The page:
Shoulder height: 71 – over 85 cm
Weight: 40 – 60 kg
Age: 6 – 8 years
Color: grey, brindle, red, black, white, fawn, blue-grey
Use: companion dog
The Irish Wolfhound is a giant with a gentle nature. It is calm, adaptable, tolerant, and easy to train. Because of its size, it needs a lot of living space to be able to move freely. The friendly and tolerant wolfhound is not suitable as a guard dog.
Origin and history
The Irish Wolfhound goes back to traditional Celtic Wolfhounds used in ancient and medieval Ireland to hunt wolves and other big game. The exceptionally large dogs were also very much appreciated and loved by the European aristocracy. By the late 17th century, with the increasing disappearance of wolves and due to strong demand from abroad, the population in Ireland declined drastically. In the late 19th century, a dedicated breeder succeeded in reproducing the traditional Irish wolfhound by crossbreeding it with Deerhound, Borzoi, and Great Dane to breed back and secure the stock. Today, the Irish Wolfhound is once again widespread outside of its homeland.
The Irish Wolfhound is one of the absolute giants among dogs. According to the breed standard, the minimum size is 79 cm (males) or 71 cm (females). Compared to the Great Dane, which is about the same size, the Irish wolfhound is less bulky and not quite as heavy. He has a strong, muscular body, yet is light on his feet and agile.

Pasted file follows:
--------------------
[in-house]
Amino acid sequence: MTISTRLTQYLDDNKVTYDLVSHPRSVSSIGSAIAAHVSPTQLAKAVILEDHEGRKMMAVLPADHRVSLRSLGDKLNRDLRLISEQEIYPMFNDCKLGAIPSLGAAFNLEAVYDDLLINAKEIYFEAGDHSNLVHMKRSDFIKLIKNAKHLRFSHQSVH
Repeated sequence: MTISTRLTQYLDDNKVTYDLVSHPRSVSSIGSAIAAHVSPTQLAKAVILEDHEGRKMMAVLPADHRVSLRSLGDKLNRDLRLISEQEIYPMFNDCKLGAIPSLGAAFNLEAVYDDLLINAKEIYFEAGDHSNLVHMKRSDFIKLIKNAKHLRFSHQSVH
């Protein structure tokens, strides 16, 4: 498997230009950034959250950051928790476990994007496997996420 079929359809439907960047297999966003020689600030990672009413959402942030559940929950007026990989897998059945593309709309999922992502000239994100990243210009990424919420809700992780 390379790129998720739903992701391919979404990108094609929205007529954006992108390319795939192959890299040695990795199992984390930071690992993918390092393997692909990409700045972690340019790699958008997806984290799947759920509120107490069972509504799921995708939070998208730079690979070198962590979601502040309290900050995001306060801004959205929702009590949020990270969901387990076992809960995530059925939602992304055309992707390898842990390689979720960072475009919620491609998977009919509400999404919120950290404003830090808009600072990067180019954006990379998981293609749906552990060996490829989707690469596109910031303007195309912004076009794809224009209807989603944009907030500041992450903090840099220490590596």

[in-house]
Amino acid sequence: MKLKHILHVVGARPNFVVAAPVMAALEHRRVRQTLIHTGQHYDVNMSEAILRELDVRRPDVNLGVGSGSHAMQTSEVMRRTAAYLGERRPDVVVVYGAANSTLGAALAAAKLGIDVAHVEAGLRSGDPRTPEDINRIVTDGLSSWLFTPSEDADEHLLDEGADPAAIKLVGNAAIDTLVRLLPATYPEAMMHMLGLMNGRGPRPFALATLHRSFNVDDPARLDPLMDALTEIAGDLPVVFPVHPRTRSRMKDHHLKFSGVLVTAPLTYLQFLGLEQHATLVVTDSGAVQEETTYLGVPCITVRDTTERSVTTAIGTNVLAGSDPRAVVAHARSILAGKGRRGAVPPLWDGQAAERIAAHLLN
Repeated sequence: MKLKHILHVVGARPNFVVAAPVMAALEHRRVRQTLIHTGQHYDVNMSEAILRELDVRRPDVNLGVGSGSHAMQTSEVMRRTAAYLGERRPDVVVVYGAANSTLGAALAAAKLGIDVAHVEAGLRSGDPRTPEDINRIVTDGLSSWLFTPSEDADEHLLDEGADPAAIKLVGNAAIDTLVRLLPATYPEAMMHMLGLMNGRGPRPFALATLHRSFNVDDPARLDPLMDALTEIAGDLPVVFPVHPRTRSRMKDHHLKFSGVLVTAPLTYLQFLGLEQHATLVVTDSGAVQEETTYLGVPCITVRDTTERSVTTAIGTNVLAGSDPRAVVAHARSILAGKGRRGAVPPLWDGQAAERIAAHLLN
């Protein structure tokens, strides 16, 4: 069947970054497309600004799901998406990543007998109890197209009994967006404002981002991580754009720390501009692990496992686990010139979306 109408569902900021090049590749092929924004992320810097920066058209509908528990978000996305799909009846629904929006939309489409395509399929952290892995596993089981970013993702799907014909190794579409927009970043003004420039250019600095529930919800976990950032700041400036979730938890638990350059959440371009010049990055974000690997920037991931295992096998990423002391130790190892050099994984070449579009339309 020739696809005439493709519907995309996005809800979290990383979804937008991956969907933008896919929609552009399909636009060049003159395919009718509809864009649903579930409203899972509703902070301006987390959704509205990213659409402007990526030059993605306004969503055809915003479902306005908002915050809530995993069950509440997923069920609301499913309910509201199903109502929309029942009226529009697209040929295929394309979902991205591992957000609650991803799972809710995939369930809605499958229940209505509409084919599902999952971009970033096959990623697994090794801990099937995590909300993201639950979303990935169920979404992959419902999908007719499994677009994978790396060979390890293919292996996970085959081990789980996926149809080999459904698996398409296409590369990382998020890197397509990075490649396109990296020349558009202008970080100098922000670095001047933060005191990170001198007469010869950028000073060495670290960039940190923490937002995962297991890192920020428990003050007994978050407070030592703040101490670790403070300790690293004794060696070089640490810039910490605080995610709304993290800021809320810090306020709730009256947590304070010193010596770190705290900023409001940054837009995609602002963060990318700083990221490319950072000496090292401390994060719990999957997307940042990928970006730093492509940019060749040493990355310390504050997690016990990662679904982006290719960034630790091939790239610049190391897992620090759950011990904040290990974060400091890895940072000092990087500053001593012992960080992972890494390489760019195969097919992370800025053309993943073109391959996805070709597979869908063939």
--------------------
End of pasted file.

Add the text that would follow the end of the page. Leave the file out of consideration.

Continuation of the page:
The head is relatively long and straight, the ears are rather small, hanging, and folded (rose ears), and the tail is long, hanging, and slightly curved at the end.
The Irish Wolfhound’s coat is rough and hard to the touch. Possible coat colors are grey, brindle, red, black, pure white, fawn, or blue-grey.
The Irish Wolfhound is considered the gentle giant among dogs. It is even-tempered, calm, and very easygoing with strangers and other dogs. In contrast to other driving and hunting dog breeds, his passion for hunting is limited. He forms a strong bond with his people, is extremely affectionate, and needs close contact with its family.
With a little empathy and loving consistency, the sensitive wolfhound can easily be trained to become an obedient companion dog that obeys in everyday life without any problems. Because of its size, it needs a lot of living space but is also a little more frugal than other sighthounds when it comes to exercise.
Like many large dog breeds, the Irish Wolfhound has a relatively short lifespan. On average, they die before the age of 8.